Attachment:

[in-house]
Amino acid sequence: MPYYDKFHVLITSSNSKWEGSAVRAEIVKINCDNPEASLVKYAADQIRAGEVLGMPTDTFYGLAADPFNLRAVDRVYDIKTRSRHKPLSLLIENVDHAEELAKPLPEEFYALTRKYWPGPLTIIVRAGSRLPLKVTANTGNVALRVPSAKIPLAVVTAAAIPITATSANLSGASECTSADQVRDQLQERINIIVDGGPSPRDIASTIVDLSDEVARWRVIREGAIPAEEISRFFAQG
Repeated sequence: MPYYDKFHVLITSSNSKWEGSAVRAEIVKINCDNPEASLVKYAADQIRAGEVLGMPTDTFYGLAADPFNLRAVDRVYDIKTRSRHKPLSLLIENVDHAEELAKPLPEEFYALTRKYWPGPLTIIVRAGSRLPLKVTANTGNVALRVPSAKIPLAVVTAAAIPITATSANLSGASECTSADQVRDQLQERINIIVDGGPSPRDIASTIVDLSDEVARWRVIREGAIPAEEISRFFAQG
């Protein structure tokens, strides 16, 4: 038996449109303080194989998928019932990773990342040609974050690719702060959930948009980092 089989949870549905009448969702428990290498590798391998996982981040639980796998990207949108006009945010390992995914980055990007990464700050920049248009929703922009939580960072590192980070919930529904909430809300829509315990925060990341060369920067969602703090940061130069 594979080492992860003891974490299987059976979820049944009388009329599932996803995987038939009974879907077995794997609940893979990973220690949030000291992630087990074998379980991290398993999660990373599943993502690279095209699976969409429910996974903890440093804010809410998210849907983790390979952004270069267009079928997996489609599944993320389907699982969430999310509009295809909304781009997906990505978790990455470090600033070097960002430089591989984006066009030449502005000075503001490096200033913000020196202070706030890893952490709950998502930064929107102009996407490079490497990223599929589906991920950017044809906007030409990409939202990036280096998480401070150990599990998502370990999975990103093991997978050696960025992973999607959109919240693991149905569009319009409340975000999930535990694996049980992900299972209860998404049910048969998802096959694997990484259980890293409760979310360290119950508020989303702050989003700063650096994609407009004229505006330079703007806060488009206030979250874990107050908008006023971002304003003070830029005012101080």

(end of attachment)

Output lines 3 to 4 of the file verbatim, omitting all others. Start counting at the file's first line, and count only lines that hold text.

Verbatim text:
Repeated sequence: MPYYDKFHVLITSSNSKWEGSAVRAEIVKINCDNPEASLVKYAADQIRAGEVLGMPTDTFYGLAADPFNLRAVDRVYDIKTRSRHKPLSLLIENVDHAEELAKPLPEEFYALTRKYWPGPLTIIVRAGSRLPLKVTANTGNVALRVPSAKIPLAVVTAAAIPITATSANLSGASECTSADQVRDQLQERINIIVDGGPSPRDIASTIVDLSDEVARWRVIREGAIPAEEISRFFAQG
């Protein structure tokens, strides 16, 4: 038996449109303080194989998928019932990773990342040609974050690719702060959930948009980092 089989949870549905009448969702428990290498590798391998996982981040639980796998990207949108006009945010390992995914980055990007990464700050920049248009929703922009939580960072590192980070919930529904909430809300829509315990925060990341060369920067969602703090940061130069 594979080492992860003891974490299987059976979820049944009388009329599932996803995987038939009974879907077995794997609940893979990973220690949030000291992630087990074998379980991290398993999660990373599943993502690279095209699976969409429910996974903890440093804010809410998210849907983790390979952004270069267009079928997996489609599944993320389907699982969430999310509009295809909304781009997906990505978790990455470090600033070097960002430089591989984006066009030449502005000075503001490096200033913000020196202070706030890893952490709950998502930064929107102009996407490079490497990223599929589906991920950017044809906007030409990409939202990036280096998480401070150990599990998502370990999975990103093991997978050696960025992973999607959109919240693991149905569009319009409340975000999930535990694996049980992900299972209860998404049910048969998802096959694997990484259980890293409760979310360290119950508020989303702050989003700063650096994609407009004229505006330079703007806060488009206030979250874990107050908008006023971002304003003070830029005012101080």